Many consumers comment that some realtors as well as some economists seem confused about the future of housing sales. They point out that sometimes we seem bullish and sometimes we seem bearish. Let’s set the record straight about this.
Whether the Highlands housing market is likely to be up or down in the future is based on how many people decide to buy homes. Their decisions are based on a myriad of personal factors such as health concerns, whether they are close to retirement, whether they need or want a second home, whether they can afford to buy and so on.
Their views are also affected by tax credits, home prices, mortgage rates and a host of other factors out of their control. In short there are more than a few variables.
What do we think? Going back over 30 years shows that one consistent barometer is the “5%” rule. That is over 30 years of data shows that roughly 5% of all households tend to buy a new or existing home each year. (Note: in 2005 the percentage had reached 7.2% or 44% ABOVE the sustainable long term rate.) On that basis, and given approximately 120 million households in the U.S. then “normal” housing sales should be around 6 million for this year. And given where we are at the start of June, that seems to be where we will finish.
In short, we are bullish about a solid if not spectacular year for housing sales.
There’s also been some confusion about how the new health care bill may affect real estate. First, there is no 4% “sales tax” or “transfer tax” on the sale of a home included in the health care bill. Additionally, there is nothing in the bill that impacts the mortgage interest deduction. What was included in the health bill is a provision that imposes a new 3.8% Medicare tax for some high income households that have “net investment income”. Any revenue collected by the tax is dedicated to the Medicare hospital insurance program.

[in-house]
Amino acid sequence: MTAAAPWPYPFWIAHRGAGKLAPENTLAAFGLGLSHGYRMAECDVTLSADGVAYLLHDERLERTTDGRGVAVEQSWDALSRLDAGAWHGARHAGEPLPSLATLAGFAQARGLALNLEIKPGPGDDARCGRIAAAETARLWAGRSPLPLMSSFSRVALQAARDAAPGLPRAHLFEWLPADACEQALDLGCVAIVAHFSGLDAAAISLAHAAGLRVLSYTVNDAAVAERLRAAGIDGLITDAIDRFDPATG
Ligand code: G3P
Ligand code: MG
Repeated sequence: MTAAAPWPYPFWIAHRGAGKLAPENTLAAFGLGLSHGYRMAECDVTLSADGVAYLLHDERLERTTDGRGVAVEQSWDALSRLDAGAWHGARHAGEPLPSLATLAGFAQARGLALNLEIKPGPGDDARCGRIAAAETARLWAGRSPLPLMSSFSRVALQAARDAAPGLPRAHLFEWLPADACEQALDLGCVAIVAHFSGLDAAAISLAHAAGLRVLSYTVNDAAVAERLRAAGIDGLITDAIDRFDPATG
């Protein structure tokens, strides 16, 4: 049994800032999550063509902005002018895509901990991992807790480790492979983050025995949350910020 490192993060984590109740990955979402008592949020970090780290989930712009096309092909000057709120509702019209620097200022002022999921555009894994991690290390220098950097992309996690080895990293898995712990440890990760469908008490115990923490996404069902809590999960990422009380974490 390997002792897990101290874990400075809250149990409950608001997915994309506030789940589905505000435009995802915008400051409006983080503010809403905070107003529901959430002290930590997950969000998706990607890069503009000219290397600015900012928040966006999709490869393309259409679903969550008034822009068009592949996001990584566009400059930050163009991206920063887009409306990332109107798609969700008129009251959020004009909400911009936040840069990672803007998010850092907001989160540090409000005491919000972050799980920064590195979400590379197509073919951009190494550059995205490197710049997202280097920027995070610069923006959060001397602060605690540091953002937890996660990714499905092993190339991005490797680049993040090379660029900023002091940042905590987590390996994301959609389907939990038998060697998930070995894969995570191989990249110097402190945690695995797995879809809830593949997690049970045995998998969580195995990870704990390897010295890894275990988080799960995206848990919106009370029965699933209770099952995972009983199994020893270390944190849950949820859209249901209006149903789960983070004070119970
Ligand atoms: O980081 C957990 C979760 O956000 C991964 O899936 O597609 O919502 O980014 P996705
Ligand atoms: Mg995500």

This new tax would only apply to households with Adjusted Gross Income (AGI) of more than $200,000 for individuals or more than $250,000 for married couples. Since capital gains are included in the definition of net investment income, an additional tax obligation might result from the sale of real property.
The calculations of how much tax is owed are complex. However, even when the AGI limits are met, the new tax would not be applied to all capital gains that result from the sale of a home since the existing home sale capital gains exclusion rule still applies. So if the gain from the sale of the primary residence is below $250,000 (individual)/$500,000 (couple) then no Medicare tax will have to be paid on the gain. The new Medicare tax would only apply to any home sale gain realized in excess of the $250K/$500K existing primary home exclusion that pushes the filer’s AGI over the $200K/$250K income limits. The new Medicare tax will take effect January 1, 2013. Of course, you need to check with your own tax professional to see how the new health care reform bill can affect your bottom line.
For more information on real estate in Highlands, contact Judy Michaud at Meadows Mountain Realty 828-526-1717 or toll free 866-526-3558. Please feel free to stop by our office across the street from “Sweet Treats” at 450 N. 4th Street in Highlands or at 94-1 Highway 64 West in Cashiers. Or visit us online at http://meadowsmountainrealty.com/ Judy can also be reached by email at INFO@BHHSMMR.COM